The story sees a wannabe bad ass with a heart of shit roll into a small town with his homies on their obnoxiously 90s motorcycles. One of the bikes breaks down and Vanilla Ice is stuck in Boringsville, U.S.A. He falls for some preppy brainy white chick and steals her personal notebook because he’s obviously a creep. However, it turns the girl on but not as much as Ice forcing her to dance and then pressing her to the floor as he gyrates on top of her in front of the whole town. Her boyfriend gets angry. Ice and the boyfriend have some fight and creeper Vanilla breaks the guys nose but he’s a douche too so my only concern is that the girl has really shitty taste in fellas. Michael Gross from Family Ties plays the girl’s dad and he’s not a super bad ass like he is in Tremors. In the end, I guess Vanilla Ice is okay though, as he saves the girl’s weirdo little brother from the crooked cops that kidnapped him.

The majority of the film is just there to show how cool Vanilla Ice is. His coolness is quite dated however and one has to question, how was he cool in the first place? I guess by the time that this film came out, it was already too late for Ice, as it was a financial and critical failure. It didn’t even cover a quarter of its small budget during its theatrical run. The director has also since disowned the movie.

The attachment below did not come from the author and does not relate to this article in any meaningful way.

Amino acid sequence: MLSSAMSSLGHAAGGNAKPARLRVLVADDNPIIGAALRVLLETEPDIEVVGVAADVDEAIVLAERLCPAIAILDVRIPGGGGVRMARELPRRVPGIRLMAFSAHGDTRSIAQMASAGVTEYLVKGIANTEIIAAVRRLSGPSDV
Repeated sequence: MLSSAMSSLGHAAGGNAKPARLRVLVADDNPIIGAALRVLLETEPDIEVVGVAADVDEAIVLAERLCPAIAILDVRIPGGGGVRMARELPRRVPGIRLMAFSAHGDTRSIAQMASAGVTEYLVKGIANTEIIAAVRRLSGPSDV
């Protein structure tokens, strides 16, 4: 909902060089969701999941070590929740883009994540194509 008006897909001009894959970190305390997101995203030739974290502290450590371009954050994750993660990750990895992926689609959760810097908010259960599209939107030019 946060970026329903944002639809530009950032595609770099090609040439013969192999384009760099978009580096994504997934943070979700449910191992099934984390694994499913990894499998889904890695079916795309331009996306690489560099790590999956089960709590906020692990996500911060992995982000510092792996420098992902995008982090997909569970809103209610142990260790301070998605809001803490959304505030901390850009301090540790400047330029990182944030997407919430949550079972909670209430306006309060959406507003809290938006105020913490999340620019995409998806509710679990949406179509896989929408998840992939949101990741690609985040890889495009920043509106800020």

Some good came out if it however, as the director of photography Janusz Kamiński would go on to be the cinematographer on Schindler’s ListSaving Private Ryan and Minority Report. And honestly, Cool as Ice had some good visual elements.

Unfortunately, a big bulk of the film was made up of pointless musical montages of Ice riding his motorcycle through the desert or posing like a lazy model on a couch that looked like it was stolen from the Max on Saved by the Bell.

Cool as Ice, however, is strangely entertaining. Obviously not in the way that was intended but there is a quaint cuteness to it. For a film deeply submerged in its own flaws, somehow a bit of heart does come through. Just a bit, though.

Also, the music isn’t horrible. Ice’s songs aren’t very good but the rest of the soundtrack is made up of new jack swing tunes that fit the movie’s era. I’ve always liked new jack swing, so I was cool with the overall use of music in the picture.

I don’t hate Cool as Ice, as many before me do. It’s a bad and strange film but it is a great time capsule for an era that I’m glad to see is several decades behind us now. Not that today’s pop culture is any better, though. Eh… maybe Vanilla Ice wasn’t so bad.